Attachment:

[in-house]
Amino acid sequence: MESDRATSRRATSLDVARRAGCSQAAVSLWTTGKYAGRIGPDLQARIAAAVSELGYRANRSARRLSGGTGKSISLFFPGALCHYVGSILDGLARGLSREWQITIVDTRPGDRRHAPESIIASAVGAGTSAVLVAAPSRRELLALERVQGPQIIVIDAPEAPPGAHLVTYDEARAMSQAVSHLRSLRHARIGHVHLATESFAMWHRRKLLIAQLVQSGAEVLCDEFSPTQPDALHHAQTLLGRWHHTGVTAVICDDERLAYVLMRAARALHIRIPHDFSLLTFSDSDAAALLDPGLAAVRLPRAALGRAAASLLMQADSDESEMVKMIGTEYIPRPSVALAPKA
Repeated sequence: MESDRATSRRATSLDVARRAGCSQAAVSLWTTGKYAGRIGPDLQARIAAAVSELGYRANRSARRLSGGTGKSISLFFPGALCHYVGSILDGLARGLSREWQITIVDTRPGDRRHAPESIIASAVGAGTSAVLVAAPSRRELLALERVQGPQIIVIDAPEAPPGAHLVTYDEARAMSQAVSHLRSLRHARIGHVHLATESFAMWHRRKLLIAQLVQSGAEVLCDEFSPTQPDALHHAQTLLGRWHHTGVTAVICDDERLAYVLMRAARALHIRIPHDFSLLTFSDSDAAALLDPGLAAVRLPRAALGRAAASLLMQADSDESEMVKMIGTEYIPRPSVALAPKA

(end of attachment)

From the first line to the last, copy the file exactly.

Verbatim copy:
[in-house]
Amino acid sequence: MESDRATSRRATSLDVARRAGCSQAAVSLWTTGKYAGRIGPDLQARIAAAVSELGYRANRSARRLSGGTGKSISLFFPGALCHYVGSILDGLARGLSREWQITIVDTRPGDRRHAPESIIASAVGAGTSAVLVAAPSRRELLALERVQGPQIIVIDAPEAPPGAHLVTYDEARAMSQAVSHLRSLRHARIGHVHLATESFAMWHRRKLLIAQLVQSGAEVLCDEFSPTQPDALHHAQTLLGRWHHTGVTAVICDDERLAYVLMRAARALHIRIPHDFSLLTFSDSDAAALLDPGLAAVRLPRAALGRAAASLLMQADSDESEMVKMIGTEYIPRPSVALAPKA
Repeated sequence: MESDRATSRRATSLDVARRAGCSQAAVSLWTTGKYAGRIGPDLQARIAAAVSELGYRANRSARRLSGGTGKSISLFFPGALCHYVGSILDGLARGLSREWQITIVDTRPGDRRHAPESIIASAVGAGTSAVLVAAPSRRELLALERVQGPQIIVIDAPEAPPGAHLVTYDEARAMSQAVSHLRSLRHARIGHVHLATESFAMWHRRKLLIAQLVQSGAEVLCDEFSPTQPDALHHAQTLLGRWHHTGVTAVICDDERLAYVLMRAARALHIRIPHDFSLLTFSDSDAAALLDPGLAAVRLPRAALGRAAASLLMQADSDESEMVKMIGTEYIPRPSVALAPKA